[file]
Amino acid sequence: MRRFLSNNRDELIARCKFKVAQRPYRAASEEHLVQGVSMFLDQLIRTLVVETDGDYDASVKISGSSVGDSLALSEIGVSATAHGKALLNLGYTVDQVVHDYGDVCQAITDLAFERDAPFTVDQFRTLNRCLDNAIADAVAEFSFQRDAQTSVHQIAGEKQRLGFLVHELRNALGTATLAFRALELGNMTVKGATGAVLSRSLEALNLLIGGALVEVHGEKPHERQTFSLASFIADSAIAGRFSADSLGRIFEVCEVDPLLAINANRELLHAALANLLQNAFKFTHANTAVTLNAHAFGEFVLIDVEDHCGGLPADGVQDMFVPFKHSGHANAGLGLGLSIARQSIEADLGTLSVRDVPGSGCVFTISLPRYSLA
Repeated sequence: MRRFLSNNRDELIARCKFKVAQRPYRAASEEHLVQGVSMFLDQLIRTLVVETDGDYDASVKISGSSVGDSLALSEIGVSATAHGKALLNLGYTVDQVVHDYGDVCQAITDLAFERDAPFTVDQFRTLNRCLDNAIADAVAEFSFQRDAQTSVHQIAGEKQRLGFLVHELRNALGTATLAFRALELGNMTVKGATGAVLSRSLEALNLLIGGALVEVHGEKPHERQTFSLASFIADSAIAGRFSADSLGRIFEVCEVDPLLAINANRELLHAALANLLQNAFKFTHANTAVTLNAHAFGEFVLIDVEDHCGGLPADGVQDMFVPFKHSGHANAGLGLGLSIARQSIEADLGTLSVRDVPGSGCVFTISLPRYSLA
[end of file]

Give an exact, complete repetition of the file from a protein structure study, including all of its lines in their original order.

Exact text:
Amino acid sequence: MRRFLSNNRDELIARCKFKVAQRPYRAASEEHLVQGVSMFLDQLIRTLVVETDGDYDASVKISGSSVGDSLALSEIGVSATAHGKALLNLGYTVDQVVHDYGDVCQAITDLAFERDAPFTVDQFRTLNRCLDNAIADAVAEFSFQRDAQTSVHQIAGEKQRLGFLVHELRNALGTATLAFRALELGNMTVKGATGAVLSRSLEALNLLIGGALVEVHGEKPHERQTFSLASFIADSAIAGRFSADSLGRIFEVCEVDPLLAINANRELLHAALANLLQNAFKFTHANTAVTLNAHAFGEFVLIDVEDHCGGLPADGVQDMFVPFKHSGHANAGLGLGLSIARQSIEADLGTLSVRDVPGSGCVFTISLPRYSLA
Repeated sequence: MRRFLSNNRDELIARCKFKVAQRPYRAASEEHLVQGVSMFLDQLIRTLVVETDGDYDASVKISGSSVGDSLALSEIGVSATAHGKALLNLGYTVDQVVHDYGDVCQAITDLAFERDAPFTVDQFRTLNRCLDNAIADAVAEFSFQRDAQTSVHQIAGEKQRLGFLVHELRNALGTATLAFRALELGNMTVKGATGAVLSRSLEALNLLIGGALVEVHGEKPHERQTFSLASFIADSAIAGRFSADSLGRIFEVCEVDPLLAINANRELLHAALANLLQNAFKFTHANTAVTLNAHAFGEFVLIDVEDHCGGLPADGVQDMFVPFKHSGHANAGLGLGLSIARQSIEADLGTLSVRDVPGSGCVFTISLPRYSLA